Republic of Debtors: Bankruptcy in the Age of American Independence

Republic of Debtors: Bankruptcy in the Age of American Independence

Bruce H. Mann

Language: English

Pages: 358

ISBN: 0674032411

Format: PDF / Kindle (mobi) / ePub

Republic of Debtors: Bankruptcy in the Age of American Independence

Bruce H. Mann

Language: English

Pages: 358

ISBN: 0674032411

Format: PDF / Kindle (mobi) / ePub


Debt was an inescapable fact of life in early America. At the beginning of the eighteenth century, its sinfulness was preached by ministers and the right to imprison debtors was unquestioned. By 1800, imprisonment for debt was under attack and insolvency was no longer seen as a moral failure, merely an economic setback. In Republic of Debtors, Bruce H. Mann illuminates this crucial transformation in early American society. From the wealthy merchant to the backwoods farmer, Mann tells the personal stories of men and women struggling to repay their debts and stay ahead of their creditors. He opens a window onto a society undergoing such fundamental changes as the growth of a commercial economy, the emergence of a consumer marketplace, and a revolution for independence. In addressing debt Americans debated complicated questions of commerce and agriculture, nationalism and federalism, dependence and independence, slavery and freedom. And when numerous prominent men―including the richest man in America and a justice of the Supreme Court―found themselves imprisoned for debt or forced to become fugitives from creditors, their fate altered the political dimensions of debtor relief, leading to the highly controversial Bankruptcy Act of 1800. Whether a society forgives its debtors is not just a question of law or economics; it goes to the heart of what a society values. In chronicling attitudes toward debt and bankruptcy in early America, Mann explores the very character of American society.

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Johnson to advise a creditor that, “[a]s the courts are at a distance, I think it will not be amiss to give the several debtors notice that they will be sued at the next court if they do not satisfy you before.” It was quite another for him to contemplate the same length of time and complain that debtors know how long it is before they can be sued and that the knowledge “makes them the more remiss.” Recognizing the difference, lawyers explicitly tied lenience to the court calendar. When Johnson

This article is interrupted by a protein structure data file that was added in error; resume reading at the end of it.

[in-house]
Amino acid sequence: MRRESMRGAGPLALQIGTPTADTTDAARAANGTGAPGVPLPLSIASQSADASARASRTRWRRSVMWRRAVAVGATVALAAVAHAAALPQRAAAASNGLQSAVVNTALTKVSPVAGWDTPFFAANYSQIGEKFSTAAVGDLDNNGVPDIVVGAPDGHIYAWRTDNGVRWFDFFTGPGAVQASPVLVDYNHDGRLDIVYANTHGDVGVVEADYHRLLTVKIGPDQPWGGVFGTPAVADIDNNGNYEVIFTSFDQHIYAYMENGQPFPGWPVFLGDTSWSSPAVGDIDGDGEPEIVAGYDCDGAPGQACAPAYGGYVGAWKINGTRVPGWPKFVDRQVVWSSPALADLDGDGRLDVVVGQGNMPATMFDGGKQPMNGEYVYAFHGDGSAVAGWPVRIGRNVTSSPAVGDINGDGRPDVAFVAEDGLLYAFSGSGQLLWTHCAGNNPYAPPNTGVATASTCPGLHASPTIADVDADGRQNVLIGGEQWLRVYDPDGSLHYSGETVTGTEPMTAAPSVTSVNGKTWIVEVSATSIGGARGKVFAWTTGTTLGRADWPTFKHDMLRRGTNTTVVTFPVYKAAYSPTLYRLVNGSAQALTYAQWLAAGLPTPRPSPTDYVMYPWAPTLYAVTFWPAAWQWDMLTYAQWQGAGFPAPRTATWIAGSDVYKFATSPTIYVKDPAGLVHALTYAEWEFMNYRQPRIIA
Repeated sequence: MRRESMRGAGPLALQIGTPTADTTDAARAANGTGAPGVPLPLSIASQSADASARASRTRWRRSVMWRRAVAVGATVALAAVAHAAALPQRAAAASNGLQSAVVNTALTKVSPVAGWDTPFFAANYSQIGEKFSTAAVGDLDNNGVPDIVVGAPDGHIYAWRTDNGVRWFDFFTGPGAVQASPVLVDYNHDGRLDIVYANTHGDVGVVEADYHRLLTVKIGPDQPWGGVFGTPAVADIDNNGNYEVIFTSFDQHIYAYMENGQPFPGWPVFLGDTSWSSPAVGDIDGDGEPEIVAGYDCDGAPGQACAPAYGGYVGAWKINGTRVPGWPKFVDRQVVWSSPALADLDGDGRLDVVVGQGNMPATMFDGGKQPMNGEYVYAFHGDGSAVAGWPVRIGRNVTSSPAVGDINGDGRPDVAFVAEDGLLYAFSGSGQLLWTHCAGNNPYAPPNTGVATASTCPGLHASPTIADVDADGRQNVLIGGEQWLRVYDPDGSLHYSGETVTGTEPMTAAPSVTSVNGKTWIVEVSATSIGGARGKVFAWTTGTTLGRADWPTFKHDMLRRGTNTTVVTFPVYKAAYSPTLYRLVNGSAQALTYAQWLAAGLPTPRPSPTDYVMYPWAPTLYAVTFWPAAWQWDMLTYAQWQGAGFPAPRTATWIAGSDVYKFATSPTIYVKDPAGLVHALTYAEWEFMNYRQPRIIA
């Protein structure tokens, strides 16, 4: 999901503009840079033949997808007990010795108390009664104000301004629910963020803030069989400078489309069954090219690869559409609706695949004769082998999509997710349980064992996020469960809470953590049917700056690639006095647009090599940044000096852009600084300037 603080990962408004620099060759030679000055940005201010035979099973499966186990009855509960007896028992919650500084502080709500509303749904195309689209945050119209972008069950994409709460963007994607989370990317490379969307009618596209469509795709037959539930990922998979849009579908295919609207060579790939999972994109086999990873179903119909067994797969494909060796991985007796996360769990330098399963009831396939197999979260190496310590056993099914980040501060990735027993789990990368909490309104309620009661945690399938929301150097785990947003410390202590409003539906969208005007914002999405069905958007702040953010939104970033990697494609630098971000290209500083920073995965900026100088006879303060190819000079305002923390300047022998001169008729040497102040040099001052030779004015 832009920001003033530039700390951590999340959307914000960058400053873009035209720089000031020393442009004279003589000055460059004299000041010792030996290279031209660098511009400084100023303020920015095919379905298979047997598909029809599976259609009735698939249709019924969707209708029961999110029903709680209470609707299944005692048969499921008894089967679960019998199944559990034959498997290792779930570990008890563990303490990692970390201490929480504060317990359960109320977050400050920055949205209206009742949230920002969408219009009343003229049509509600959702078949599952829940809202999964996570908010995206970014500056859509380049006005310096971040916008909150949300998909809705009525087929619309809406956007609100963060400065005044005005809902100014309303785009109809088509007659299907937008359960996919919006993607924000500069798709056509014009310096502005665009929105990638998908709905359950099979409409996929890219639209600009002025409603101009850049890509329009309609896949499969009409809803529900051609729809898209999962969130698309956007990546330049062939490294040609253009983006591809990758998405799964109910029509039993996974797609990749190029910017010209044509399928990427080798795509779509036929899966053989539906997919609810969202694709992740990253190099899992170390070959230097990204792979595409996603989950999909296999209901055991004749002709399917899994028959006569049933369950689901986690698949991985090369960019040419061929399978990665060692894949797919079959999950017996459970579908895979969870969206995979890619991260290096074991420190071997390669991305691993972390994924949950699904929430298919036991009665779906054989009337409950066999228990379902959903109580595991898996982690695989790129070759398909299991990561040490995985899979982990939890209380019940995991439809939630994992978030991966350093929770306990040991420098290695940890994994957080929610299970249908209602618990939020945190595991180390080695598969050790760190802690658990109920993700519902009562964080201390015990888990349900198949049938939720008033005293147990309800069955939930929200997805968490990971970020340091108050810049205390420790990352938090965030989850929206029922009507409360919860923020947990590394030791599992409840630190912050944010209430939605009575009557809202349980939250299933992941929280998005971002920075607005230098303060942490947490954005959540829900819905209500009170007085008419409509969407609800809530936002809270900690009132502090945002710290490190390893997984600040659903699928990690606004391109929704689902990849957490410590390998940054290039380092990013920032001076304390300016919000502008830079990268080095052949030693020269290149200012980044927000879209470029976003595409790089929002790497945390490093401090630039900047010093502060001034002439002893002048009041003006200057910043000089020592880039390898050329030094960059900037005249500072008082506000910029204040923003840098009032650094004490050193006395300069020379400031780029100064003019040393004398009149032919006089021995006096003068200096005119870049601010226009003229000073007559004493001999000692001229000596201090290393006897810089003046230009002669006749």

than in the time of the war or just after its close. Instead of growing better our affairs have been gradually growing worse. There are three houses in Charleston each of whom could sue bonds to a greater amount than all the circulating money in the country would pay. Houses and lands will not sell for a fourth of their former value. He that owes but a little though possessed of much property lives by the courtesy of his creditors for if they were to sue his property must be sacrificed and

than one Virginia gentleman-planter took stock of his finances, assessed the mounting debts and sinking resources, and concluded that he could live comfortably at less expense in Kentucky. The lists of Virginia debtors compiled for British creditors after the Revolution to assist them in collecting pre-war debts under the terms of the peace treaty recorded that debtor after debtor had “gone to Kentucke” or, even more tellingly, was “presumed gone to Kentucke,” as though the mere fact of a

debts notwithstanding, the most intricate steps in the dance were tactical. If a debtor was not inclined to pay a debt when it became due, and if the creditor was not content to let the debt lie out at interest on the same terms as before, then the dance began in earnest. What gave the interplay between debtors and creditors such urgency at this juncture was that, when the specter of failure loomed, there was no way to end the duet without leaving one party, and usually both, poorer. Even in

retrieving his losses by honest and industrious pursuits, will be cut off from the intemperate bankrupt.” While he and his fellow delegates were mulling the bankruptcy clause, Ingersoll obviously could not have known that the court would agree with him when it ruled in January . Still less could he have known that Chief Justice Thomas McKean would skip lightly over the full faith and credit clause and instead base his opinion on the “general principles” Ingersoll had argued. Nonetheless,

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